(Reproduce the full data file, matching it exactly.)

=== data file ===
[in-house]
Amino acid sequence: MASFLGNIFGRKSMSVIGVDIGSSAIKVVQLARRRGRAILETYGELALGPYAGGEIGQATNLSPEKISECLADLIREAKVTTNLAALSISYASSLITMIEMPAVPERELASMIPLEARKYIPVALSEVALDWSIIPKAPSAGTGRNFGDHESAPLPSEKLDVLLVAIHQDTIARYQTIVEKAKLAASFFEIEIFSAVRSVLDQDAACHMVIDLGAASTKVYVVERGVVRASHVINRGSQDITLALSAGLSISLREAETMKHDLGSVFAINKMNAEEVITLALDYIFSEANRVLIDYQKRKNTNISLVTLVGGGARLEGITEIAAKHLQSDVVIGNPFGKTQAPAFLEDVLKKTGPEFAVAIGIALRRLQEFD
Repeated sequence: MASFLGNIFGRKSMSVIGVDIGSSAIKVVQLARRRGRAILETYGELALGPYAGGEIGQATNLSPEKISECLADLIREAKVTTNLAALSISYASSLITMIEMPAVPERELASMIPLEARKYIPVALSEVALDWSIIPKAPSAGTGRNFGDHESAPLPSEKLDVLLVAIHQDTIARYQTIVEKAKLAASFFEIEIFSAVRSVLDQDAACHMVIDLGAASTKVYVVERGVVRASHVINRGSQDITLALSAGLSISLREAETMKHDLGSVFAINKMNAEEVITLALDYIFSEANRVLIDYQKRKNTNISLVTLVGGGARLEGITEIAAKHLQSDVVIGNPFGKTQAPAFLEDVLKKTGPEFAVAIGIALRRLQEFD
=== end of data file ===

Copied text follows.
[in-house]
Amino acid sequence: MASFLGNIFGRKSMSVIGVDIGSSAIKVVQLARRRGRAILETYGELALGPYAGGEIGQATNLSPEKISECLADLIREAKVTTNLAALSISYASSLITMIEMPAVPERELASMIPLEARKYIPVALSEVALDWSIIPKAPSAGTGRNFGDHESAPLPSEKLDVLLVAIHQDTIARYQTIVEKAKLAASFFEIEIFSAVRSVLDQDAACHMVIDLGAASTKVYVVERGVVRASHVINRGSQDITLALSAGLSISLREAETMKHDLGSVFAINKMNAEEVITLALDYIFSEANRVLIDYQKRKNTNISLVTLVGGGARLEGITEIAAKHLQSDVVIGNPFGKTQAPAFLEDVLKKTGPEFAVAIGIALRRLQEFD
Repeated sequence: MASFLGNIFGRKSMSVIGVDIGSSAIKVVQLARRRGRAILETYGELALGPYAGGEIGQATNLSPEKISECLADLIREAKVTTNLAALSISYASSLITMIEMPAVPERELASMIPLEARKYIPVALSEVALDWSIIPKAPSAGTGRNFGDHESAPLPSEKLDVLLVAIHQDTIARYQTIVEKAKLAASFFEIEIFSAVRSVLDQDAACHMVIDLGAASTKVYVVERGVVRASHVINRGSQDITLALSAGLSISLREAETMKHDLGSVFAINKMNAEEVITLALDYIFSEANRVLIDYQKRKNTNISLVTLVGGGARLEGITEIAAKHLQSDVVIGNPFGKTQAPAFLEDVLKKTGPEFAVAIGIALRRLQEFD